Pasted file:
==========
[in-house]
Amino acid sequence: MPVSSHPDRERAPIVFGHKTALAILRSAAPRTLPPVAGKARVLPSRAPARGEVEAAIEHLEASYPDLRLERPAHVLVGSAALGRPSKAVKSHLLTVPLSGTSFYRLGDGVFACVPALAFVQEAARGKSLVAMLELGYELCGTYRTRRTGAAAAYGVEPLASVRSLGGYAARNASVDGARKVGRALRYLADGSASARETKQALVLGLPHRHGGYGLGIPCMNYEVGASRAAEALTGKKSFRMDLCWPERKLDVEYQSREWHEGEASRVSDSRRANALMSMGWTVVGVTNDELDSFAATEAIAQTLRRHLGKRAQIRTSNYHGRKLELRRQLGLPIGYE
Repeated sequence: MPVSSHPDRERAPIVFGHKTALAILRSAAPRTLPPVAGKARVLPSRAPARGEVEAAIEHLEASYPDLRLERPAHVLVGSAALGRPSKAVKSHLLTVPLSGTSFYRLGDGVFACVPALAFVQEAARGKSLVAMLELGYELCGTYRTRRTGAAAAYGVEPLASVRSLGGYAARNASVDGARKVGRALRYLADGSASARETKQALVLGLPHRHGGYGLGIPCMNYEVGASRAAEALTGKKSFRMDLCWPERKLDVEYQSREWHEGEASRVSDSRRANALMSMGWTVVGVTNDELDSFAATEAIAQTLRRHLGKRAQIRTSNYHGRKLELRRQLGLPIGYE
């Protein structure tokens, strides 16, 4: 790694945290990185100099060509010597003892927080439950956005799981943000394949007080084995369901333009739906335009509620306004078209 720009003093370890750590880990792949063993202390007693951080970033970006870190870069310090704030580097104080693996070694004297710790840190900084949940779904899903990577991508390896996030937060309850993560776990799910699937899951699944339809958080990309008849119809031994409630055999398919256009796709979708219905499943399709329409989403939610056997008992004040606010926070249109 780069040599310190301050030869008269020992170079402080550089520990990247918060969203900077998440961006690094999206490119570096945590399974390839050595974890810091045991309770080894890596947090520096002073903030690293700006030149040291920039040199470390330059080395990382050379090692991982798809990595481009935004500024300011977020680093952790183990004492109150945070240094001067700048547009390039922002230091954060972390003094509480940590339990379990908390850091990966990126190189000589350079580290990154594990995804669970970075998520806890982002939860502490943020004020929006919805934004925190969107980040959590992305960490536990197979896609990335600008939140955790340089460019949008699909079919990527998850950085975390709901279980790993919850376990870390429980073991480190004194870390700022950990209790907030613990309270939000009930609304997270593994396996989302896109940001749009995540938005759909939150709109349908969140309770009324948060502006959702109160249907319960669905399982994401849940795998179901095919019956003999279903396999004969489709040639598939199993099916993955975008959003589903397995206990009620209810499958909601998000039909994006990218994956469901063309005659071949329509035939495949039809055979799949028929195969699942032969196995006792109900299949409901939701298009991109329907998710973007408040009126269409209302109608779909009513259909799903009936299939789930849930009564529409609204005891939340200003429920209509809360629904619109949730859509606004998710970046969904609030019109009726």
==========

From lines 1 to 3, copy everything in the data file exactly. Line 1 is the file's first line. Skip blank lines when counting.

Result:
[in-house]
Amino acid sequence: MPVSSHPDRERAPIVFGHKTALAILRSAAPRTLPPVAGKARVLPSRAPARGEVEAAIEHLEASYPDLRLERPAHVLVGSAALGRPSKAVKSHLLTVPLSGTSFYRLGDGVFACVPALAFVQEAARGKSLVAMLELGYELCGTYRTRRTGAAAAYGVEPLASVRSLGGYAARNASVDGARKVGRALRYLADGSASARETKQALVLGLPHRHGGYGLGIPCMNYEVGASRAAEALTGKKSFRMDLCWPERKLDVEYQSREWHEGEASRVSDSRRANALMSMGWTVVGVTNDELDSFAATEAIAQTLRRHLGKRAQIRTSNYHGRKLELRRQLGLPIGYE
Repeated sequence: MPVSSHPDRERAPIVFGHKTALAILRSAAPRTLPPVAGKARVLPSRAPARGEVEAAIEHLEASYPDLRLERPAHVLVGSAALGRPSKAVKSHLLTVPLSGTSFYRLGDGVFACVPALAFVQEAARGKSLVAMLELGYELCGTYRTRRTGAAAAYGVEPLASVRSLGGYAARNASVDGARKVGRALRYLADGSASARETKQALVLGLPHRHGGYGLGIPCMNYEVGASRAAEALTGKKSFRMDLCWPERKLDVEYQSREWHEGEASRVSDSRRANALMSMGWTVVGVTNDELDSFAATEAIAQTLRRHLGKRAQIRTSNYHGRKLELRRQLGLPIGYE